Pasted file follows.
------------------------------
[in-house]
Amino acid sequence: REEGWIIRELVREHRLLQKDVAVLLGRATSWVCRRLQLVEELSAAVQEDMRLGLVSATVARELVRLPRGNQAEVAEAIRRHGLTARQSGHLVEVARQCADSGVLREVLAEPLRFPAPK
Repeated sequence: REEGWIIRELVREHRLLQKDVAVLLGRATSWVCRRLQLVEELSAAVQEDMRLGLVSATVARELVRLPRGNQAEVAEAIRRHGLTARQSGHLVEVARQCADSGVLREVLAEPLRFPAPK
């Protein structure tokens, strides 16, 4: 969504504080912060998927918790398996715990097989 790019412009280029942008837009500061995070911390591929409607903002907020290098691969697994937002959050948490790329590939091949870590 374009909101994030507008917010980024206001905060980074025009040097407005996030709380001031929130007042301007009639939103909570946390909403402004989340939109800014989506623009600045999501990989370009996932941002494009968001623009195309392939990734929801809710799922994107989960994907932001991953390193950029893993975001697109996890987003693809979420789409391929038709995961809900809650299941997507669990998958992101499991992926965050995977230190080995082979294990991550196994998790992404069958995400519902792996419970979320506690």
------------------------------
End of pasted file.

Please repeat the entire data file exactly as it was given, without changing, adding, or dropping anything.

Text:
[in-house]
Amino acid sequence: REEGWIIRELVREHRLLQKDVAVLLGRATSWVCRRLQLVEELSAAVQEDMRLGLVSATVARELVRLPRGNQAEVAEAIRRHGLTARQSGHLVEVARQCADSGVLREVLAEPLRFPAPK
Repeated sequence: REEGWIIRELVREHRLLQKDVAVLLGRATSWVCRRLQLVEELSAAVQEDMRLGLVSATVARELVRLPRGNQAEVAEAIRRHGLTARQSGHLVEVARQCADSGVLREVLAEPLRFPAPK
């Protein structure tokens, strides 16, 4: 969504504080912060998927918790398996715990097989 790019412009280029942008837009500061995070911390591929409607903002907020290098691969697994937002959050948490790329590939091949870590 374009909101994030507008917010980024206001905060980074025009040097407005996030709380001031929130007042301007009639939103909570946390909403402004989340939109800014989506623009600045999501990989370009996932941002494009968001623009195309392939990734929801809710799922994107989960994907932001991953390193950029893993975001697109996890987003693809979420789409391929038709995961809900809650299941997507669990998958992101499991992926965050995977230190080995082979294990991550196994998790992404069958995400519902792996419970979320506690």